Wednesday, October 3, 2012

Languedoc-Roussillon: Perfect Reds for Autumn Picnics

Country pate is well complemented by a southern French wine such as one from Languedoc-Roussillon. Photo by David Blaikie.


, fellow Grape: WineTalk readers. Long time, no see!

For the past few months, I’ve been hard at work traveling the back woods to find excellent unknown vineyards, catching up on research to keep current on the latest viniculture and scouting various festivals to bring you the best and the brightest in wines today.

Picking up where we left off: Those fabulous unsung French wines. How many have heard of the Languedoc-Roussillon region

Oh, poor Languedoc-Roussillon
Too far west to be part of the official Provence region. South of the rugged Gascony. Part of Catalan history, but its barely remembered French side. True home of only the most important textiles of the last century: made in Nimes = de Nimes = denims.

Languedoc-Roussillon (LONG-ge-DOC ROO-si-YON) with its laidback style and unpretentious ways often gets overlooked. Even its wines. Once the pride of southern France for their distinctively rich Petite Syrah, Languedoc-Roussillon wines fell into disrepute as sheer quantity supplanted quality, drowning the region and the EU in a glut of rotgut wine. But that was then.

The Languedoc-Roussillon region, highlighted in red, is now beginning to get its due reward. Photo courtesy of WikiCommons.

If excellence in simplicity is becoming all the rage again, then now is the time for Languedoc-Roussillon! Gone are the wine-glut days. Small, family-owned and operated vineyards invested heavily to recapture a wine typical of the region, forgoing today’s latest rage. Once again, listening to the land is key. The wildly diverse checkerboard soil (terroir), ranging from clay to sand to schist to granite, creates hearty wines made for sausages and olives and baguettes and artisanal cheeses, crafted right down the rue (street).

Varying Varietals
The red wines of the Languedoc-Roussillon region are typically blends of three varietals: Carignan, Syrah and Grenacheh – sometimes with a dash of Mourvédre, Cinsault or Merlot added for balance. Unfamiliar with some of these grapes? Not surprising. French red wines are more often known for the varietals that produce the classic “Bordeaux blend”: Cabernet Sauvignon, Cabernet Franc and Merlot. Ahh, that rings a bell! Not to worry.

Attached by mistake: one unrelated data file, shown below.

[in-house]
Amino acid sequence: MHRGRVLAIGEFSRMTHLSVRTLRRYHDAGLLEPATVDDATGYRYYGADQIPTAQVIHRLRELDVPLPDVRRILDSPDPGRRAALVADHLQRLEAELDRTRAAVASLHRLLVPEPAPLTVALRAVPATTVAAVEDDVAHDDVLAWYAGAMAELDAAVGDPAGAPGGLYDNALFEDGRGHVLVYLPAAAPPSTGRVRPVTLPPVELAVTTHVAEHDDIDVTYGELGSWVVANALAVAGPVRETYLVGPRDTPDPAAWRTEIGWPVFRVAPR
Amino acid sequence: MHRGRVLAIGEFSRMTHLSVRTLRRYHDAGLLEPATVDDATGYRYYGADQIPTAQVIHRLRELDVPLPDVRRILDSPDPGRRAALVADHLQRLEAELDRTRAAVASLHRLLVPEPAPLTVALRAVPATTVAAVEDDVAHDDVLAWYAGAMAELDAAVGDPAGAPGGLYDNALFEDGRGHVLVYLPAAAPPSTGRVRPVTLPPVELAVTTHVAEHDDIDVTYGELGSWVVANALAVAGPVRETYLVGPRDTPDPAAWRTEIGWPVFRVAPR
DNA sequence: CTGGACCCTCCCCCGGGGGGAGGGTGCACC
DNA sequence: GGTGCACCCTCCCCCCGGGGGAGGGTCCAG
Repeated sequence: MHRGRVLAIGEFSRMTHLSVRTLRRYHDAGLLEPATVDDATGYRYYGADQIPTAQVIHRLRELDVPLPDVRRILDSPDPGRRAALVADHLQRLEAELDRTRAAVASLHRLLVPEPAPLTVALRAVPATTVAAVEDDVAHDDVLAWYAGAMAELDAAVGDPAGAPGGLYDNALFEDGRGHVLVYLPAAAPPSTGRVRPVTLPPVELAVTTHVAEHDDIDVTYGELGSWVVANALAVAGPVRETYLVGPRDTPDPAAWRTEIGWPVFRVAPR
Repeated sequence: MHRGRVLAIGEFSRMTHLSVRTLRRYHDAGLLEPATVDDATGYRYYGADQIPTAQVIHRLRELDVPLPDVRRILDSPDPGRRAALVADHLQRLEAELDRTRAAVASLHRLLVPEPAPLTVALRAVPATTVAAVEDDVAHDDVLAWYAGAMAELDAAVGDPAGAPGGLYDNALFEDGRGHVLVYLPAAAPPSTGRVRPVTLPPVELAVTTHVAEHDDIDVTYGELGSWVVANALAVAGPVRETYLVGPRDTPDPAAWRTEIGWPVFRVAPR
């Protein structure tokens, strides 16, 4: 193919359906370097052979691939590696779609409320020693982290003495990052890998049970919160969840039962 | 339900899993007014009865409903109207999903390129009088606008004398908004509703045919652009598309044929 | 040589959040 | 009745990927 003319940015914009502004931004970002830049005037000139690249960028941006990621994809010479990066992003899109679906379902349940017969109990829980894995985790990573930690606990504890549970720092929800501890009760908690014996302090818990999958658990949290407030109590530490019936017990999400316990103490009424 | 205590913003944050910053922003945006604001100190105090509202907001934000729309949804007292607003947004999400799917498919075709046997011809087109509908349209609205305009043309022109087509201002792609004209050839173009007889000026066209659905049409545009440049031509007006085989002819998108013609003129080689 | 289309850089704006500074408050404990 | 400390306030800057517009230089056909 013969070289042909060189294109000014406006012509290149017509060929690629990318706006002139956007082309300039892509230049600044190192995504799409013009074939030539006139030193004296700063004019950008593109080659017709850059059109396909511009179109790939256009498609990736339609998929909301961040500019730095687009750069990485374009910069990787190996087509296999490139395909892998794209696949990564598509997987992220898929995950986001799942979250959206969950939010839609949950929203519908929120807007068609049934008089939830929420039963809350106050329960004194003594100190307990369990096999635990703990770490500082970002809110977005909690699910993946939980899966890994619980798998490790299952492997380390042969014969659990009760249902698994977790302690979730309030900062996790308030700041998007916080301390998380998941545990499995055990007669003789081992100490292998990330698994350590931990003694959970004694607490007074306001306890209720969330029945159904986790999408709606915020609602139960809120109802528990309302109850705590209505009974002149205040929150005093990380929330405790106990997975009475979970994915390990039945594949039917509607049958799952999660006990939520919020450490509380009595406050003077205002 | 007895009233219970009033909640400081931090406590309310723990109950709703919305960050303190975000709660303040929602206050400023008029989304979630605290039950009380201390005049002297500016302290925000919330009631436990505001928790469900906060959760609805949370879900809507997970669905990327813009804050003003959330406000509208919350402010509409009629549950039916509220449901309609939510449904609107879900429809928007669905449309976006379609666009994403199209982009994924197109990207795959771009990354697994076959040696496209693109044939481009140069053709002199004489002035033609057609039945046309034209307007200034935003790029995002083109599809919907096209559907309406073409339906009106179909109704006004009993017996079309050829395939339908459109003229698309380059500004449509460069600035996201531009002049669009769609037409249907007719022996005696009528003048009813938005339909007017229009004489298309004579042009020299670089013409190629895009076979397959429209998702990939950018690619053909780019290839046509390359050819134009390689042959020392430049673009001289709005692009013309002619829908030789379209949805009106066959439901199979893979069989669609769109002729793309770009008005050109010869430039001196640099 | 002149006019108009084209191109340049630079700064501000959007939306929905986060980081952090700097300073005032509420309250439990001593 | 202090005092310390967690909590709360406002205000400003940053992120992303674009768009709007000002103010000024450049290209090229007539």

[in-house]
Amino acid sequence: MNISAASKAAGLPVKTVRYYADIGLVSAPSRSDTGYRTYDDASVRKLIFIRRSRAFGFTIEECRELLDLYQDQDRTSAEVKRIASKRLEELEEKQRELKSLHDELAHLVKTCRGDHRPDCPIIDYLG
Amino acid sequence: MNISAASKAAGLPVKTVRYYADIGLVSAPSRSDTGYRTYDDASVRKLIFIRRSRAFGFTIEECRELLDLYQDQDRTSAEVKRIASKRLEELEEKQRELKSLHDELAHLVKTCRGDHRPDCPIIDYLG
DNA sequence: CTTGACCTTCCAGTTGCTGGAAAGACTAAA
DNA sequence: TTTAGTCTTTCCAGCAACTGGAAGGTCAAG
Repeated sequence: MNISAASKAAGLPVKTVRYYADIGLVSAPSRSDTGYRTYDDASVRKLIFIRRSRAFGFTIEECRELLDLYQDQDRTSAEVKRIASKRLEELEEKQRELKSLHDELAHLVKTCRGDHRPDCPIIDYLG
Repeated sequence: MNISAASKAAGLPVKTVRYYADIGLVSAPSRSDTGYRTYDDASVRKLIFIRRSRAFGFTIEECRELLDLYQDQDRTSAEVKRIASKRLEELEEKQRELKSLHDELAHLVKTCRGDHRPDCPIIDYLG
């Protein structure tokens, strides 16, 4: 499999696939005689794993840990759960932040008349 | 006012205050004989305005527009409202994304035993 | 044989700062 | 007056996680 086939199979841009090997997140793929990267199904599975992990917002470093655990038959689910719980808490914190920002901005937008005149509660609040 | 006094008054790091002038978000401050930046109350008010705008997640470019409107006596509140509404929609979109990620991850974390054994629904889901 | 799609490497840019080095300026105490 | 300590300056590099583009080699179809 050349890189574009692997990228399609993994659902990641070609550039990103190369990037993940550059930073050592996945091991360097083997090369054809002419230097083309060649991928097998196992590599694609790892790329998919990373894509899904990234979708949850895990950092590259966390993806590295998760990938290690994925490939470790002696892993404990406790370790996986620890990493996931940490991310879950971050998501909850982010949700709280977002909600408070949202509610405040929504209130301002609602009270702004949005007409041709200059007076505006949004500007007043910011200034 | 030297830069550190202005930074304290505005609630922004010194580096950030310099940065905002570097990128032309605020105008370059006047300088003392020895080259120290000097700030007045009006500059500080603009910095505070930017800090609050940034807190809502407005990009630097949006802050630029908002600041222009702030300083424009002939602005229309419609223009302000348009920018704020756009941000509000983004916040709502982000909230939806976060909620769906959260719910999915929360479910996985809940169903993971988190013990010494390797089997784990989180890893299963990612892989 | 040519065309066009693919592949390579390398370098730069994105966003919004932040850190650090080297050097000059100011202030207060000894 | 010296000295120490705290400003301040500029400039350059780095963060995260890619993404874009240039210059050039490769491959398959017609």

Castelmauré Col des Vents 2009 and roasted and grilled foods play well off of each other. Photo from

In a nutshell, here are some of the flavors associated with thriving southern France varietals: Carignan-dark, wicked-tart and sometimes bitter (high in tannins, tannic); few wines are 100 percent Carignan. Syrah:  spicy (pepper) and sometimes even a bit smoky. Grenache:  varies too widely to capture in six words. Really. From sweet fruitiness (berries) to spiciness (pepper, cloves) and tobacco in between. Mourvédre-Meaty, smoky and tart (tannic). Often blended with other wines to add heft (structure). Cinsault:   mushrooms and meat.

Merlot – Ahh, yes. Merlot. Black cherries in abundance
See a theme? Languedoc-Roussillon wines tend toward a heavier, chewier, break-out-the-sausages type of flavor with a dash of sugar and fruit to tame its rugged edge. Looking for a delicate unfolding of subtlety? Pass these right on by. Want to know what really works well with bouillabaisse? Uncork away.

La Cardabelle Vin Rouge 2007 needs some company. Photo courtesy of Snooth.

Col des Vents 2009
$13 (

Oh what a delicious little wine! Imagine popping down a few dark berries after eating grilled chicken. Now wash it down with a bit of red wine. The combination of berries and a hint of charcoal swirl with the taste of wine. That’s Castelmauré’s genius: clean flavors that linger (long finish). Perfect for anything roasted or grilled.

La Cardabelle
Vin Rouge 2009
(Côteaux du Languedoc)
$12 (

Some wines are so light that they can be drunk alone. Others are too substantial. They need something. This is one of those wines: hearty, full, fruity, heavy, ever-so-lightly-a-drop-of-honey sweet. Why would anyone sip it by itself? Find a nice chunk of bread, perhaps a bean stew, maybe even a leg of lamb and enjoy.

Domaine Piquemal
Tradition 2009, rouge
(Côte du Roussillon)
$15 Canada (; in France,

Marie-Pierre Piquemal pours her family's wines at the fall Sud de France Wines from Roussillon. Photo by Monica Diaz.

Remember what I said about most Languedoc wines not being particularly subtle? Well, Domaine Piquemal is the exception to prove the rule. A beautiful wine, the seemingly contradictory combination of fruity but not sweet and spicy, but still fruity, play beautifully on the palate, leaving a nice clean finish.

Languedoc-Roussillon wines and produce are gaining popularity these days, largely through Sud de France Developpement-sponsored tastings throughout the globe. Find one nearby at

Next up: Rock the Rieslings, Pt. 1

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